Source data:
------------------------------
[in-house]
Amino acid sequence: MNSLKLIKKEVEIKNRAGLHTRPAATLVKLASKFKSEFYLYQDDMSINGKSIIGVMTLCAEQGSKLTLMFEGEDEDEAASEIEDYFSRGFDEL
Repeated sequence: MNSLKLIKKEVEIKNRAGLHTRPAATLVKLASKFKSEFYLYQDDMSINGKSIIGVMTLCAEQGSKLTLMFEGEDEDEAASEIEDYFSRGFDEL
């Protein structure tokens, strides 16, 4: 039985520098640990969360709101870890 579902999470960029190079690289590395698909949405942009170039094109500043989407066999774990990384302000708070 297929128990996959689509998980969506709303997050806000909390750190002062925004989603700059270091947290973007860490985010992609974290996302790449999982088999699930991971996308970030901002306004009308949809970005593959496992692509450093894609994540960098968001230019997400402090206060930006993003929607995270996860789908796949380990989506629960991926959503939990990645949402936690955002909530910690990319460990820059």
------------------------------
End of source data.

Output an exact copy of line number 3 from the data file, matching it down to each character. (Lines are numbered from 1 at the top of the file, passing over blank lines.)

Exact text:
Repeated sequence: MNSLKLIKKEVEIKNRAGLHTRPAATLVKLASKFKSEFYLYQDDMSINGKSIIGVMTLCAEQGSKLTLMFEGEDEDEAASEIEDYFSRGFDEL